Overcoming Nursing Shortages at Canadian Hospitals

Why the Nursing Shortage Is Set To Get Worse

Right now, nurses, physicians, other clinical and non-clinical staff, including managers, directors and executives, are pulling Canadian hospitals through the pandemic. Unfortunately, many of these staff members are completely exhausted and ready to retire.

The Registered Nurses’ Association of Ontario conducted a survey in 2021 and found that one in every 20 nurses plan to leave the workforce now or immediately after the pandemic.

Nurses are now working longer days, with little to no vacation time, in hopes of keeping up with the never-ending surge in hospital admissions. Add in the fact that staff members are taking more sick days than ever before and are leaving their professions in droves, and hospitals suddenly have a major staffing crisis on their hands.

“What’s really scary is we are approaching that worst-case scenario where we’re seeing a significant percentage of healthcare workers who are unable to work right now because of their own illness, or because of burnout and just not being able to carry on,” says Dr. Katharine Smart, president of the Canadian Medical Association. “And that’s a setup for disaster when you have that mismatch between the volume of patients needing care and the healthcare workers on the ground able to deliver it.”

With 48.2% of registered nurses in Ontario expressing that the pandemic has negatively impacted their work-life balance, hospital and nursing leaders need to find ways to better protect their staff. But before hospital executives can prevent nurses from burning out and leaving, they must first understand the full impact of COVID-19 on nurses.
It is anticipated that once the pandemic is over, there’s going to be a tsunami of staff leaving.  We have a whole workforce that’s waiting to get us through the pandemic. They are exhausted and disheartened.  They will either trigger their pension and retire or leave the profession altogether.

Since HOOPP (Healthcare of Ontario Pension Plan) is one of the most prestigious pension plans in all of Canada, it’s not surprising that so many staff are planning to swap their overwhelming workloads for retirement as soon as possible.
Nurses are so incredibly short-handed that non-healthcare staff have been contributing to the care of patients at the bedside. However, nurses have to train, mentor and essentially oversee these staff members, exacerbating nurse burnout and pushing more people to leave the industry.

If hospitals want their exhausted and retirement-ready nurses to become loyal and stick around for years to come, they’ll have to start improving working conditions immediately. Find out why below:

Understanding the Impact of Nurse Burnout at Canadian Hospitals

No nurse wants to feel like they couldn’t do enough to help their patients. Yet, being overworked at a hospital deprives nurses of the time they need to do their jobs effectively.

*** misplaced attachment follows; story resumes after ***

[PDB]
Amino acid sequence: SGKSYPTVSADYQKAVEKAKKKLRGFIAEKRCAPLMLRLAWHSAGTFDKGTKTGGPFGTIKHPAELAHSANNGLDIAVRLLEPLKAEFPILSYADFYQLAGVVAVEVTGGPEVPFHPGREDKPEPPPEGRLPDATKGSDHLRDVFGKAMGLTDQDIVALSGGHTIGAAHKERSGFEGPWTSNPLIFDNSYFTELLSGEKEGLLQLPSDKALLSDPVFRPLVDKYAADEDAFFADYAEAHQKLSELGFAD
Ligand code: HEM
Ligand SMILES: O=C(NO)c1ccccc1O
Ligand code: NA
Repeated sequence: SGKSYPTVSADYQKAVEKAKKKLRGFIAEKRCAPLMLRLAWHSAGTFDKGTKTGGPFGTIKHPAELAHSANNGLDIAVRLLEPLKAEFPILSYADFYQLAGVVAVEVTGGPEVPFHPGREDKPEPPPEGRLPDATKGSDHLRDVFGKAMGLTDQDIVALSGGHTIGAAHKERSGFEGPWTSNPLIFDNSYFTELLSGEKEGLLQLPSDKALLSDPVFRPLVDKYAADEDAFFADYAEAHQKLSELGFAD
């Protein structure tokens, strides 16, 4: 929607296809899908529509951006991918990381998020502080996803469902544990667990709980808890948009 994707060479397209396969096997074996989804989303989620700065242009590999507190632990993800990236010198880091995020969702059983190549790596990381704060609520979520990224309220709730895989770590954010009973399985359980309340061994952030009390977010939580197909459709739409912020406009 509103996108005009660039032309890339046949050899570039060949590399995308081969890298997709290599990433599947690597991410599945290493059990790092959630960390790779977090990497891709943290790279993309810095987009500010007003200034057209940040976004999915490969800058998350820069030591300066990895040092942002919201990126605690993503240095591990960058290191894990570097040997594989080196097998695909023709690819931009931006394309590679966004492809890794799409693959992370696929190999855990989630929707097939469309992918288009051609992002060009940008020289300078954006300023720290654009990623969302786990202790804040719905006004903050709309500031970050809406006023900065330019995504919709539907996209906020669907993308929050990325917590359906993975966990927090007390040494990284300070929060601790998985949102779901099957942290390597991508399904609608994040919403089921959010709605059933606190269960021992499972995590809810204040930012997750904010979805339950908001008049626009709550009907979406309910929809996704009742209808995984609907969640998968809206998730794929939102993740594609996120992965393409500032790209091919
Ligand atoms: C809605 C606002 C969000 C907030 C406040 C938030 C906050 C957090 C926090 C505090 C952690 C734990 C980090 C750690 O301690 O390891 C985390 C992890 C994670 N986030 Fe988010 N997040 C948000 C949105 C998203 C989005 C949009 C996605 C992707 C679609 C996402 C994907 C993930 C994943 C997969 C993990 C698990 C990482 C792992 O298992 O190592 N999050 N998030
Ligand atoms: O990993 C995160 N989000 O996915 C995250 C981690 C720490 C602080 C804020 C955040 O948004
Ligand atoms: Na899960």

In a typical acute care unit, [each nurse is] usually looking after four or six patients on day shifts and six to eight patients on nights, [which is now being] stretched to eight to ten patients on day shifts and ten to twelve on night shifts. Everything is reactive right now because they’re working short, going from one patient to another, patching things together as best they can.”

In other words, nurses are so overloaded with work that they no longer have time to deliver patient care proactively.

When you’re working in an environment where you’re running from emergency to emergency, without having enough time for each patient, it becomes easier to miss something critical and make mistakes.

This reactive approach to caring for patients can prevent nurses from meeting the basic standards of care at hospitals, lowering patient satisfaction levels and survival rates.

 Addressing the Nurse Retention Problem at Hospitals With Technology

 Although nursing leaders want to make hospital jobs more appealing and satisfying to better attract and retain nurses, the staffing shortage is interfering with their ability to do so.

After all, the nurse vacancy rate in Ontario currently sits at 20% — a number that will only grow once more senior-level staff start retiring.

It’s much easier to keep nurses than to recruit them. [But to do that], we have to give our nurses [better experiences so they can meet the basic standard of care] in a safe way.

Hospitals can benefit greatly by implementing time-saving technologies for nurses. For example, automating basic communication tasks between nurses and patients while reducing charting duplications can free up time for staff. This can help give nurses the chance to care for patients more proactively, make fewer mistakes and feel more satisfied in their roles.

Hospitals can even integrate these “invisible” technologies — which nurses can use intuitively without needing comprehensive training — into their standard Electronic Medical Record (EMR) platforms, like Meditech, Cerner or Epic, to improve information-sharing.

The bottom line is that hospitals will only be able to secure a loyal nursing workforce by improving the standards of patient care. It’s up to nursing leaders and hospital executives to adopt the proper technology and refine processes that can help them accomplish that.

To learn what technologies can help your hospital save time for staff, reduce burnout and improve nurse and patient satisfaction levels, get in touch with a PX Solutions representative here.